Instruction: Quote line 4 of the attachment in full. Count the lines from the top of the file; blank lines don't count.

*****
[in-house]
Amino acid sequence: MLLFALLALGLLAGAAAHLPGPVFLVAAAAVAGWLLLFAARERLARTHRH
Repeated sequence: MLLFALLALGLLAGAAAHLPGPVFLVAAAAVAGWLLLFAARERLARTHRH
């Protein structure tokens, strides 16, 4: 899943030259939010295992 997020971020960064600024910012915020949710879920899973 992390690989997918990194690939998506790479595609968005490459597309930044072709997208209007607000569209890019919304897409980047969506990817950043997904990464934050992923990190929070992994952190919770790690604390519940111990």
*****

């Protein structure tokens, strides 16, 4: 899943030259939010295992 997020971020960064600024910012915020949710879920899973 992390690989997918990194690939998506790479595609968005490459597309930044072709997208209007607000569209890019919304897409980047969506990817950043997904990464934050992923990190929070992994952190919770790690604390519940111990």